See my prior post on the death of the media and the prosumer. The death of traditional media is approaching as consumers of television are increasingly watching video online. In the past year researchers tracked a seismic shift in the amount of video Americans watched on the World Wide Web, up 66 percent, according to comScore. Americans watched 10 billion videos in the month of February alone, said the rating service. "The numbers will climb even higher to huge levels in just a few years," said Adriana Waterston of the market research firm Horowitz According to comScore, 72.8 percent of the entire U.S. Internet audience viewed online video in February of 2008 during the same month, 80.4 million viewers watched 3.42 billion videos on YouTube, according to comScore. That's 42.6 videos per viewer.
The television industry, defenders of the old distribution scheme, assert that seventy percent of Internet users who watch TV online say it's because they missed the episode on regular TV, according to Horowitz Associates.Perhaps this gives them some comfort - why then all the rush to get to market with their own channels on the World Wide Web? The truth is that as more people learn of the benefits of relying on the internet to obtain their content, there will be a strong shift away from viewing content because you missed something on television. Yet another battle between the media conglomerates of the old and the evolving revolution.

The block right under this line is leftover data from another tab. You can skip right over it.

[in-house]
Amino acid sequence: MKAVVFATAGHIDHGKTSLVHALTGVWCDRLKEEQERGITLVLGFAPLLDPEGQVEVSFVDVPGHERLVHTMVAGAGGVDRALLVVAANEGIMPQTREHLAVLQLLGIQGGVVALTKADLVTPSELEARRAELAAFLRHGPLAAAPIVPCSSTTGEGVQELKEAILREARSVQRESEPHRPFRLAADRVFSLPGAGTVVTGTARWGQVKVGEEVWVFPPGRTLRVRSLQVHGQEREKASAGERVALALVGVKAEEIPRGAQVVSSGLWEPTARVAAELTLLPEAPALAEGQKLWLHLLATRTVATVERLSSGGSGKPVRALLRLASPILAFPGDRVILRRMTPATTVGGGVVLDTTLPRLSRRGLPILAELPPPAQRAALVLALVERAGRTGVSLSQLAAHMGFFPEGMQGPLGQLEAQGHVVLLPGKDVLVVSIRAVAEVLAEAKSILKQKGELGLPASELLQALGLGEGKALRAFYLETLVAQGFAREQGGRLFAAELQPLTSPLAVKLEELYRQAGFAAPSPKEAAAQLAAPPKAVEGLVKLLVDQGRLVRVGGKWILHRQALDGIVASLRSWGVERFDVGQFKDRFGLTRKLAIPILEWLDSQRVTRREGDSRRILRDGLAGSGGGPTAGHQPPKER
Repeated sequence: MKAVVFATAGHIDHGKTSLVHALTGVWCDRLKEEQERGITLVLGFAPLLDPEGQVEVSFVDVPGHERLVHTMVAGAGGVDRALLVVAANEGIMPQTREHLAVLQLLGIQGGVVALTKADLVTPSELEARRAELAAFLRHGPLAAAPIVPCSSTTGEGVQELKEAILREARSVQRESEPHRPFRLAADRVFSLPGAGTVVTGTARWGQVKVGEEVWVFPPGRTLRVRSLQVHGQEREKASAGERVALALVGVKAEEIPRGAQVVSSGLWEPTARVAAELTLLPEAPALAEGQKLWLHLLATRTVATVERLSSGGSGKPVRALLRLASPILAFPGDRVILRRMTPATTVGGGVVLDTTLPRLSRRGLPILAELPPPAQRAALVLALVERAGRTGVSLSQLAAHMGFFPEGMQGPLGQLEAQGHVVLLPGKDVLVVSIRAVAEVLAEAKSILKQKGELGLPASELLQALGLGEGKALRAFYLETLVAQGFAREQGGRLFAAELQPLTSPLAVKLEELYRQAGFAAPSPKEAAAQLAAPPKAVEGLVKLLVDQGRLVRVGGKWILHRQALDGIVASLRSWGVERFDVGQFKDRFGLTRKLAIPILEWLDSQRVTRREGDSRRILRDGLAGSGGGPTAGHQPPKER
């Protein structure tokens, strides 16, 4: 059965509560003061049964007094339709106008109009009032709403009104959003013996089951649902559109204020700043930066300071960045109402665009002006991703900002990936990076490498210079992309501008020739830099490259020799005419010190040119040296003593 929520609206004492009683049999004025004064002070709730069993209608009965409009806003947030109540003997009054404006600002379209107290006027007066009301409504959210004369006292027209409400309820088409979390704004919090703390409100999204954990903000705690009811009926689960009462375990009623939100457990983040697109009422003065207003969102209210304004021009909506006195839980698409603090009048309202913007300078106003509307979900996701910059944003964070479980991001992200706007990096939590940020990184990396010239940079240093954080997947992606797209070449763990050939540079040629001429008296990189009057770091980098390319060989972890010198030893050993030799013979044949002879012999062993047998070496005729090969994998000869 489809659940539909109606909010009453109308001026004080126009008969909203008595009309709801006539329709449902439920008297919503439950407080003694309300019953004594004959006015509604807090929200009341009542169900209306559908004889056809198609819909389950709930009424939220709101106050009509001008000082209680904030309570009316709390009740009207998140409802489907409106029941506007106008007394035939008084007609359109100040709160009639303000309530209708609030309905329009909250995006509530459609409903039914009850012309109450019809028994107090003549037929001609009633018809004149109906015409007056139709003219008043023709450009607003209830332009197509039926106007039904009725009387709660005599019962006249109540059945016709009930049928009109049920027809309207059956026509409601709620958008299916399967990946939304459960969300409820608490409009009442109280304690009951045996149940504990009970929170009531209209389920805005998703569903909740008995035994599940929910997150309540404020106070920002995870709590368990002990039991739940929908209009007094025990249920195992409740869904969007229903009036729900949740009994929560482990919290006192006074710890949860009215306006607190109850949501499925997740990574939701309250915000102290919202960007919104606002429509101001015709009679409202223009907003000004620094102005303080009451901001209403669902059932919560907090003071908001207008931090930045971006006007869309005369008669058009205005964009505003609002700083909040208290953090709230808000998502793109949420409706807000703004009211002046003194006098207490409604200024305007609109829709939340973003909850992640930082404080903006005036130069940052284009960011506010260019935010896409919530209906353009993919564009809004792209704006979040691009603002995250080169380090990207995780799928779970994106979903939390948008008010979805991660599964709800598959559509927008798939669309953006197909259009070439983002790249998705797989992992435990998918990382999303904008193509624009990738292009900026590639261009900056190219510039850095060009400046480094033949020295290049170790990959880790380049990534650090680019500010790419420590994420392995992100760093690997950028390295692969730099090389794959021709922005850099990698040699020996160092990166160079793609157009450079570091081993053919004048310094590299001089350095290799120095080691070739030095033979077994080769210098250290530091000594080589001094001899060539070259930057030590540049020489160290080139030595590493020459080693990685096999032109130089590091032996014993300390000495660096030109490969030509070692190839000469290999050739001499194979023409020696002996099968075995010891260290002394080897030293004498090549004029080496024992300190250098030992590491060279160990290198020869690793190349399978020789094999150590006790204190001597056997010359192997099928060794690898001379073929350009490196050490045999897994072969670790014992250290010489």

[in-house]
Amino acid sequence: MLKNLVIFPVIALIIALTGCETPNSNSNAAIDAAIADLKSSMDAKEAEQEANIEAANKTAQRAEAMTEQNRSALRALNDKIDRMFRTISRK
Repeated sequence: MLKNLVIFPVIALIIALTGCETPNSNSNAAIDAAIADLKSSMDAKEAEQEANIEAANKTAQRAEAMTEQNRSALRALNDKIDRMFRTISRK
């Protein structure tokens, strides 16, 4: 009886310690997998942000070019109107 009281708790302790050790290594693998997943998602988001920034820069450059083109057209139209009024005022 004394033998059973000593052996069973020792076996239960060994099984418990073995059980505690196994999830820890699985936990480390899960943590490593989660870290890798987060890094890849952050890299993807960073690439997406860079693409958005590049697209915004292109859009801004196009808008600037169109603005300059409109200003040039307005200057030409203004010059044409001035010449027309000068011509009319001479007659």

TV meant limited choice and an inability to control when, where, what and how you consumed content. The realization of this shift from tradiational television to free online video changes consumer viewing habits because it offers better alternatives to TV. Even now, a 9-year-old boy in Georgia will turn to YouTube for new episodes of Japan's action anime "Naruto," which are unavailable on U.S. TV. In Indiana, a viewer who canceled her cable TV because she's fed up with multiple commercials can go online at CBS.com to watch "CSI" -- with fewer ads. On CNN.com, viewers can watch virtually every prepared report that now airs on CNN's TV networks.
What is more profound about this shift is that it represents a change in how consumers of content are changing the way they consume. The shift is to shorter more tailored content, the effect of which will being to become more evident as time goes by.